The five-time world champion has only lost one major international fight since the last Olympics and even that was a contentious judges' decision against Daiki Kamikawa in the Japanese's home city of Tokyo.
But despite his otherwise total domination of his rivals, Riner's Olympic failure in Beijing still burns inside him.
Four years ago he was narrowly defeated on a penalty score in the semi-finals by Uzbek Abdullo Tangriev and he had to settle for bronze.
The giant Frenchman is candid about how important Olympic success is to him and describes it as a dream.
Yet whereas he was a 19-year-old upstart, albeit already world champion, in 2008, he is now one of the clearest favourites ever in the sport.
Should he fail to win the gold medal, it would be a major shock.
Even world number two and the man Riner beat in last year's World Championship final Andreas Toelzer of Germany admits it would be a tall order for him to topple the two-metre Frenchman.
"I don't prepare for Riner, I have so many fights before Riner and if I get to the final and can get to fight him it would already be a big win for me," he said.
"And afterwards, maybe I can beat him, I don't know. He's one of the biggest stars in judo but I beat him one time and maybe I can do it a second time."
Last year at the World Championships, Toelzer claimed to have a secret weapon to beat the Frenchman but he seemingly failed to employ it as he was beaten by the maximum ippon (a technical knock-out) score.
He says he has a different secret weapon this time but added: "You'll have to wait to see it on the mat."
Perhaps the biggest threat to Riner will come from Kamikawa as he is the only man to have beaten the Guadeloupe-born star in the last four years and they are due to meet in the semi-finals.
Conversely, though, it is the French who will likely prove Japan's toughest competition as the country that gave judo to the world looks to continue its dominaton of the sport.
France has three world champions in the women's divisions in Lucie Decosse at under-70kg, Gevrise Emane at under-63kg and Audrey Tcheumeo at under-78kg.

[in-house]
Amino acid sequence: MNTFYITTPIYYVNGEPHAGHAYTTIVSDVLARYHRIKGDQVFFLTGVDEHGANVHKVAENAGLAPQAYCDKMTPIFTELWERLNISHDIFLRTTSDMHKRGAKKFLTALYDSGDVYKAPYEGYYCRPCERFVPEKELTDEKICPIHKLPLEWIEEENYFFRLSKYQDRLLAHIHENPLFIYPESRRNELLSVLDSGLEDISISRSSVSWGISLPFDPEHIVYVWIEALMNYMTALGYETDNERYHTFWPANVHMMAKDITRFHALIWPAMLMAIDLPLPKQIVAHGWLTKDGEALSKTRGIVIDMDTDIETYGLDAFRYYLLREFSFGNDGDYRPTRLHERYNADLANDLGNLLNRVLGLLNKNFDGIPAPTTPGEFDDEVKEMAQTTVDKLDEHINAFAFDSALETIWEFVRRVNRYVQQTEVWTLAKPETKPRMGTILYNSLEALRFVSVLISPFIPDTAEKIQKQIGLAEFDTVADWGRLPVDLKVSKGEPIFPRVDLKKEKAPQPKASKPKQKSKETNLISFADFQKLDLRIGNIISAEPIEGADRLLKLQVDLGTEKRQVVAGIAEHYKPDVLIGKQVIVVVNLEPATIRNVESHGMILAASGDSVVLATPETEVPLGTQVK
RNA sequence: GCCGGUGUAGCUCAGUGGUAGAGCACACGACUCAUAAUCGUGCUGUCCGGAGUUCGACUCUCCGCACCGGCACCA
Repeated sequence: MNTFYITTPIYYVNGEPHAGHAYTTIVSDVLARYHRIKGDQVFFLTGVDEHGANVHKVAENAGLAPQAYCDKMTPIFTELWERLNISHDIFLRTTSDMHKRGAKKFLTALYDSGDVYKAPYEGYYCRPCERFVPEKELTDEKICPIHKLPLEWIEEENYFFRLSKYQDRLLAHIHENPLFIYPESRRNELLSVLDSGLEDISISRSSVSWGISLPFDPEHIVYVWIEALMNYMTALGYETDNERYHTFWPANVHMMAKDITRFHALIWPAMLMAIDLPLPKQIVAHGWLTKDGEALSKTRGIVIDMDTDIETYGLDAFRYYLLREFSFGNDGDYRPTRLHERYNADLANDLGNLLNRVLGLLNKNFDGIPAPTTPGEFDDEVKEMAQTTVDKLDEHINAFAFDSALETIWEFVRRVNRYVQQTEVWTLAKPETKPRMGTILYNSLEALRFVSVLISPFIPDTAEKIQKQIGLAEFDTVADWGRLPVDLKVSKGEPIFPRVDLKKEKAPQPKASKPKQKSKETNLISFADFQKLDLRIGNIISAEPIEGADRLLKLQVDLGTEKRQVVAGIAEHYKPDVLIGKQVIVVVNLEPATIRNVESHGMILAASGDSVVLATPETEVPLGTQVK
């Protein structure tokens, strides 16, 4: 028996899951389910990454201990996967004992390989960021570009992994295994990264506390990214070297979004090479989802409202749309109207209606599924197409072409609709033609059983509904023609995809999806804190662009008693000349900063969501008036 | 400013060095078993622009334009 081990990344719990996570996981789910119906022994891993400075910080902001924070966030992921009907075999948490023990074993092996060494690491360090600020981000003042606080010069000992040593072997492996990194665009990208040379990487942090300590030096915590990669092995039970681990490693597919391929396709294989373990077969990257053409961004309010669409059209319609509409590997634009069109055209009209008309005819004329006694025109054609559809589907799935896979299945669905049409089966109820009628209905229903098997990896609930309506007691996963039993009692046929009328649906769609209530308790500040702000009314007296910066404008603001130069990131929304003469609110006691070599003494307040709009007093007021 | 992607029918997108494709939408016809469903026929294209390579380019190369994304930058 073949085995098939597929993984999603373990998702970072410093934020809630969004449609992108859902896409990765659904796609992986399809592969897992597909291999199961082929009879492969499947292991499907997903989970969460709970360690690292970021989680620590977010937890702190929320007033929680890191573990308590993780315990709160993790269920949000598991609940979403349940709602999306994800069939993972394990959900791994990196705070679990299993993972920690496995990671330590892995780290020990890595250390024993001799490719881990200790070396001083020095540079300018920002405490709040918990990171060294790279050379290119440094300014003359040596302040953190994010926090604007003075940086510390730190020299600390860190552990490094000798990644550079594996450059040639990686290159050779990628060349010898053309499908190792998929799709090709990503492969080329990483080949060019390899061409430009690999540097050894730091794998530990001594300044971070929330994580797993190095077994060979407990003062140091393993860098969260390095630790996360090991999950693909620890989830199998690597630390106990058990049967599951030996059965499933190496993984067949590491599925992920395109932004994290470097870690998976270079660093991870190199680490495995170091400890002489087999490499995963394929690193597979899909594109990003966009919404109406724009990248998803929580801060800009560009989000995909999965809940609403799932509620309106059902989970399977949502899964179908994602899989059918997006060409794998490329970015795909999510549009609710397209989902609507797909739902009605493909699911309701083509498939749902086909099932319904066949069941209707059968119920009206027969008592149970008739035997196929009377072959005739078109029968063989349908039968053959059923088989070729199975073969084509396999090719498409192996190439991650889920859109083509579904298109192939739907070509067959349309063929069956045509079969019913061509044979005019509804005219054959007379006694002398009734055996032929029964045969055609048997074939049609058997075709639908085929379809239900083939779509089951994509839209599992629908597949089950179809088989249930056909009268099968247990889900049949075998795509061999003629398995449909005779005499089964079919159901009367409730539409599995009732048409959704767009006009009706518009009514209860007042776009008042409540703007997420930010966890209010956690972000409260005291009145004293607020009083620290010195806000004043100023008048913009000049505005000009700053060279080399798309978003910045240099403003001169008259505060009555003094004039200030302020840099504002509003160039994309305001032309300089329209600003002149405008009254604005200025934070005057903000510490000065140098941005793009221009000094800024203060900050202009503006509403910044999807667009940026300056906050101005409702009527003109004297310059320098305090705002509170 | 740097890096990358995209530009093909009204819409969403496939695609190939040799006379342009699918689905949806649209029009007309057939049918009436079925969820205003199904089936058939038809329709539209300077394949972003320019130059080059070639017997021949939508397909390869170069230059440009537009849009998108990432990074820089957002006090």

They will all provide stern opposition to the likes of Yoshie Ueno, the world number one at under-63kg, and her Japanese team-mates Akari Ogata and Haruka Tachimoto.
Greece's Ilias Iliadis, world champion at under-90kg, will be expected to light up the competition as he goes in search of his second Olympic gold following his victory at under-81kg eight years ago.
He is one of the most spectacular fighters in the world but has some tough opposition in Georgia's Varlam Liparteliani, Japan's Masashi Nishiyama and Tiago Camilo of Brazil.
Two Olympic champions will face off in the men's under-81kg division with title-holder Ole Bischof of Germany challenged by Azerbaijan's Elnur Mammadli, winner at under-73kg in Beijing, as well as world champion Leandro Guilheiro of Brazil.
After Riner the biggest single favourite is double under-60kg world champion Rishod Sobirov of Uzbekistan, a bronze medallist four years ago.
Similarly, reigning women's heavyweight champion Tong Wen of China is expected to retain her title, although Japan's Mika Sugimoto could upset her.
Japan should dominate the women's lightweight divisions with Tomoko Fukumi (-48kg), Misato Nakamura (-52kg) and Kaori Matsumoto (-57kg).
China will be looking to another reigning champion in Yang Xiuli to bring home another gold at under-78kg.